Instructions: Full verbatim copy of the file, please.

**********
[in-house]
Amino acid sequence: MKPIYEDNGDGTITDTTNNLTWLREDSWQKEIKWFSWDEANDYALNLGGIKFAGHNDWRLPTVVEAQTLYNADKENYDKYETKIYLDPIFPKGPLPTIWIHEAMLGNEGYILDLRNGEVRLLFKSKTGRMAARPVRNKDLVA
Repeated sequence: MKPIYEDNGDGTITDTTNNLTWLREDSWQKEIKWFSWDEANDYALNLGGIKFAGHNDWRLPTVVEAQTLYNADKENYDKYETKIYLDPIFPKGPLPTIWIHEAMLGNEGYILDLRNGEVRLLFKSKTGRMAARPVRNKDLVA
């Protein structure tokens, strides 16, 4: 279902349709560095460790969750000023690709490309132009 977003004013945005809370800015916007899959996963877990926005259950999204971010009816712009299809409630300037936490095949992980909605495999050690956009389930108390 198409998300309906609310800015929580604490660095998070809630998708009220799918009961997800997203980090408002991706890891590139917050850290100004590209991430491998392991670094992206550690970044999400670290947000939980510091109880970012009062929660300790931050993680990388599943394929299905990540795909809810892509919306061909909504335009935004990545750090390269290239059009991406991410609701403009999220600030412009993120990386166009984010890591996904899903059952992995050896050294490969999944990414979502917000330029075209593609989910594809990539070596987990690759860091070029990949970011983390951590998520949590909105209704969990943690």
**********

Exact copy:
[in-house]
Amino acid sequence: MKPIYEDNGDGTITDTTNNLTWLREDSWQKEIKWFSWDEANDYALNLGGIKFAGHNDWRLPTVVEAQTLYNADKENYDKYETKIYLDPIFPKGPLPTIWIHEAMLGNEGYILDLRNGEVRLLFKSKTGRMAARPVRNKDLVA
Repeated sequence: MKPIYEDNGDGTITDTTNNLTWLREDSWQKEIKWFSWDEANDYALNLGGIKFAGHNDWRLPTVVEAQTLYNADKENYDKYETKIYLDPIFPKGPLPTIWIHEAMLGNEGYILDLRNGEVRLLFKSKTGRMAARPVRNKDLVA
């Protein structure tokens, strides 16, 4: 279902349709560095460790969750000023690709490309132009 977003004013945005809370800015916007899959996963877990926005259950999204971010009816712009299809409630300037936490095949992980909605495999050690956009389930108390 198409998300309906609310800015929580604490660095998070809630998708009220799918009961997800997203980090408002991706890891590139917050850290100004590209991430491998392991670094992206550690970044999400670290947000939980510091109880970012009062929660300790931050993680990388599943394929299905990540795909809810892509919306061909909504335009935004990545750090390269290239059009991406991410609701403009999220600030412009993120990386166009984010890591996904899903059952992995050896050294490969999944990414979502917000330029075209593609989910594809990539070596987990690759860091070029990949970011983390951590998520949590909105209704969990943690």